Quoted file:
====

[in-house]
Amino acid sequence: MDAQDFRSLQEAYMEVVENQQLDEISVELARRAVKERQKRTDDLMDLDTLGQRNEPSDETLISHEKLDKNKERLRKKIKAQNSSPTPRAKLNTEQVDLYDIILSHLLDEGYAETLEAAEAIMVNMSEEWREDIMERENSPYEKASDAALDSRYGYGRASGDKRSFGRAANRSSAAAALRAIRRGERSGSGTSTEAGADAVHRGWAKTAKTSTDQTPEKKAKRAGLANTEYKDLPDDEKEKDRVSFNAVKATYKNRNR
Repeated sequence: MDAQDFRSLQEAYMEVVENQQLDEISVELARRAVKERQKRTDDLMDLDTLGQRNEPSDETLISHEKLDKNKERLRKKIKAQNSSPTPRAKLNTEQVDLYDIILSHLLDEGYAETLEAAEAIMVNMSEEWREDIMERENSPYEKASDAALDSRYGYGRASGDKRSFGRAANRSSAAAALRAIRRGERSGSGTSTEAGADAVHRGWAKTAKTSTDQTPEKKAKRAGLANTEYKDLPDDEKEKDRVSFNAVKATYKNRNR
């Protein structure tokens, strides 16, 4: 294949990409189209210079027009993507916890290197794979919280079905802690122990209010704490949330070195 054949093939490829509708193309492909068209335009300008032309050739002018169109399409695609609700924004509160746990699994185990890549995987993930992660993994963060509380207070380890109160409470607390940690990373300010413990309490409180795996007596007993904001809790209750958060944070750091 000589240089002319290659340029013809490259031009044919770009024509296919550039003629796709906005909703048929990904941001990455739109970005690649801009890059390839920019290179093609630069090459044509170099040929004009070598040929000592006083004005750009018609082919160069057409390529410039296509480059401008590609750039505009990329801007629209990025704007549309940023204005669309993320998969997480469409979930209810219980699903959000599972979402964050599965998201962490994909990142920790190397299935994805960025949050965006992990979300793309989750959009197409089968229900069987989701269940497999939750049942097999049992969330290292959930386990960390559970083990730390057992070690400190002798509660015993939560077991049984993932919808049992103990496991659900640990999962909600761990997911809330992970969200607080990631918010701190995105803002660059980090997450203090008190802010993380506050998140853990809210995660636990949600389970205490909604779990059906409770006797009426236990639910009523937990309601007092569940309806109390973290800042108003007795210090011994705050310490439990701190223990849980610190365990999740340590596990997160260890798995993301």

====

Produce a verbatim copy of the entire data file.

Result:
[in-house]
Amino acid sequence: MDAQDFRSLQEAYMEVVENQQLDEISVELARRAVKERQKRTDDLMDLDTLGQRNEPSDETLISHEKLDKNKERLRKKIKAQNSSPTPRAKLNTEQVDLYDIILSHLLDEGYAETLEAAEAIMVNMSEEWREDIMERENSPYEKASDAALDSRYGYGRASGDKRSFGRAANRSSAAAALRAIRRGERSGSGTSTEAGADAVHRGWAKTAKTSTDQTPEKKAKRAGLANTEYKDLPDDEKEKDRVSFNAVKATYKNRNR
Repeated sequence: MDAQDFRSLQEAYMEVVENQQLDEISVELARRAVKERQKRTDDLMDLDTLGQRNEPSDETLISHEKLDKNKERLRKKIKAQNSSPTPRAKLNTEQVDLYDIILSHLLDEGYAETLEAAEAIMVNMSEEWREDIMERENSPYEKASDAALDSRYGYGRASGDKRSFGRAANRSSAAAALRAIRRGERSGSGTSTEAGADAVHRGWAKTAKTSTDQTPEKKAKRAGLANTEYKDLPDDEKEKDRVSFNAVKATYKNRNR
């Protein structure tokens, strides 16, 4: 294949990409189209210079027009993507916890290197794979919280079905802690122990209010704490949330070195 054949093939490829509708193309492909068209335009300008032309050739002018169109399409695609609700924004509160746990699994185990890549995987993930992660993994963060509380207070380890109160409470607390940690990373300010413990309490409180795996007596007993904001809790209750958060944070750091 000589240089002319290659340029013809490259031009044919770009024509296919550039003629796709906005909703048929990904941001990455739109970005690649801009890059390839920019290179093609630069090459044509170099040929004009070598040929000592006083004005750009018609082919160069057409390529410039296509480059401008590609750039505009990329801007629209990025704007549309940023204005669309993320998969997480469409979930209810219980699903959000599972979402964050599965998201962490994909990142920790190397299935994805960025949050965006992990979300793309989750959009197409089968229900069987989701269940497999939750049942097999049992969330290292959930386990960390559970083990730390057992070690400190002798509660015993939560077991049984993932919808049992103990496991659900640990999962909600761990997911809330992970969200607080990631918010701190995105803002660059980090997450203090008190802010993380506050998140853990809210995660636990949600389970205490909604779990059906409770006797009426236990639910009523937990309601007092569940309806109390973290800042108003007795210090011994705050310490439990701190223990849980610190365990999740340590596990997160260890798995993301």